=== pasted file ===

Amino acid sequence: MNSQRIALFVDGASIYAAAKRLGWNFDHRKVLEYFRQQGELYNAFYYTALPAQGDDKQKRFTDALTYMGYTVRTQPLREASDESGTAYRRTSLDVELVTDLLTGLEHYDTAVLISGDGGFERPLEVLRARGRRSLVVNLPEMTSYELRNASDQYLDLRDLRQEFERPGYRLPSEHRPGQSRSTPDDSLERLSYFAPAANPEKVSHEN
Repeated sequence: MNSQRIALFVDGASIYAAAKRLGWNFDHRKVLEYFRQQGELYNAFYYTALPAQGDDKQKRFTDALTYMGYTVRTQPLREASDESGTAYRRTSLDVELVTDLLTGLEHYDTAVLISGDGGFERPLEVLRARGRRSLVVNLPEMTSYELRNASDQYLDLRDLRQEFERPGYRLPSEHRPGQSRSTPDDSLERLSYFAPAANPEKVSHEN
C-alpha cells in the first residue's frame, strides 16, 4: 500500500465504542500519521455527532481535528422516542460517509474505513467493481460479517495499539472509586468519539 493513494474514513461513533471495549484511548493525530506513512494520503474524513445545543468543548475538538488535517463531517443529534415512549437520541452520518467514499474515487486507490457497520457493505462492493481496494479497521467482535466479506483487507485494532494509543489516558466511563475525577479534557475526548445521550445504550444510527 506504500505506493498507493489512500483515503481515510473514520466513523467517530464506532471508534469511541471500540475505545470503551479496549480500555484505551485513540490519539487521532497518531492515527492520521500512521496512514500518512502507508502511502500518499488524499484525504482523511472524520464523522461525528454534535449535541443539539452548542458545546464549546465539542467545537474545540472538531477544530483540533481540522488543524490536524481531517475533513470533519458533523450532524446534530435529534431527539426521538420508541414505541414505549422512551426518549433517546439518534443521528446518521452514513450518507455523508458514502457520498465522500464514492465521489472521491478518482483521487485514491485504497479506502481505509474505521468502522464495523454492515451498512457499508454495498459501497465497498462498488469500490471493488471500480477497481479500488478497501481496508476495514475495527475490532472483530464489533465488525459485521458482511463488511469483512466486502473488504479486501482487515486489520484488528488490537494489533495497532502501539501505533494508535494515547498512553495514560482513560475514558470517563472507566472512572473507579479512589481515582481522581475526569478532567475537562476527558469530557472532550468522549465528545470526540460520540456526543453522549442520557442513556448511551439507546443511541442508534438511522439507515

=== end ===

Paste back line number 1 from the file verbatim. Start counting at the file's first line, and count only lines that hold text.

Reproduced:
Amino acid sequence: MNSQRIALFVDGASIYAAAKRLGWNFDHRKVLEYFRQQGELYNAFYYTALPAQGDDKQKRFTDALTYMGYTVRTQPLREASDESGTAYRRTSLDVELVTDLLTGLEHYDTAVLISGDGGFERPLEVLRARGRRSLVVNLPEMTSYELRNASDQYLDLRDLRQEFERPGYRLPSEHRPGQSRSTPDDSLERLSYFAPAANPEKVSHEN